VINCENNES, Ind. (AP) — A man who became Indiana's first newspaper editor in the early 19th century has been honored with a historic marker next to his southwestern Indiana grave.
The marker touting the “memory and legacy” of Elihu Stout was unveiled earlier this month at Greenlawn Cemetery in Vincennes by members of the Francis Vigo Chapter of the Daughters of the American Revolution.
Stout was the printer of the first newspaper in what was then the Indiana Territory, the Vincennes Sun-Commercial reported.
The New Jersey native was 22 in 1804, when he arrived in Vincennes at the request of then-Gov. William Henry Harrison, who needed a printer for the Indiana Territory.
After setting up shop, Stout published the first issue of the Indiana Gazette in July 1804. The Indiana Gazette, which was published for 41 years, was the predecessor of the Vincennes Sun-Commercial.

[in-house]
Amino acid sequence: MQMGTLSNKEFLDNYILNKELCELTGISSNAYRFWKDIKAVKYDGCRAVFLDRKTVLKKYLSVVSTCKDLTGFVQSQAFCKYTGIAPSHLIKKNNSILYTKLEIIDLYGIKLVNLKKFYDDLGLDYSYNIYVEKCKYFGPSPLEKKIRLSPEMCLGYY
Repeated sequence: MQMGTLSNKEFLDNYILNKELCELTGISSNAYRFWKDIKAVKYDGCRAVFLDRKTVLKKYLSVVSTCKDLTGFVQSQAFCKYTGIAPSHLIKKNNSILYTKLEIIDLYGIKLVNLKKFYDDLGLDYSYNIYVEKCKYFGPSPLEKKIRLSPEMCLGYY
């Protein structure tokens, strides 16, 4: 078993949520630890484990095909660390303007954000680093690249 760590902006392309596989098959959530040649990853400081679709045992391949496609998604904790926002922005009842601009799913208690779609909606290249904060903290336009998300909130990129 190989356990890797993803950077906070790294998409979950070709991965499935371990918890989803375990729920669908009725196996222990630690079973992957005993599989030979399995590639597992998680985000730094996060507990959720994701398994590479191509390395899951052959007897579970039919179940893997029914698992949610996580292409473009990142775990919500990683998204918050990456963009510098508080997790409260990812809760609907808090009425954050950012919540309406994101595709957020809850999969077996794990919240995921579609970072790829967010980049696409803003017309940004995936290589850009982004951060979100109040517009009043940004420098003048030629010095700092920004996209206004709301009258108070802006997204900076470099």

Stout's original print shop is now located at the State Historic Sites in the historic Wabash River city, which is located about 50 miles (80 kilometers) north of Evansville.
Cynthia Fredrick, the Indiana DAR southern district director, said Stout’s work with the Indiana Gazette “opened the world” to the new territory of Indiana.
Stout also printed the laws enacted to govern the new Louisiana Purchase lands.
Before that, he had been a journeyman printer with the Kentucky Gazette in Lexington, Kentucky.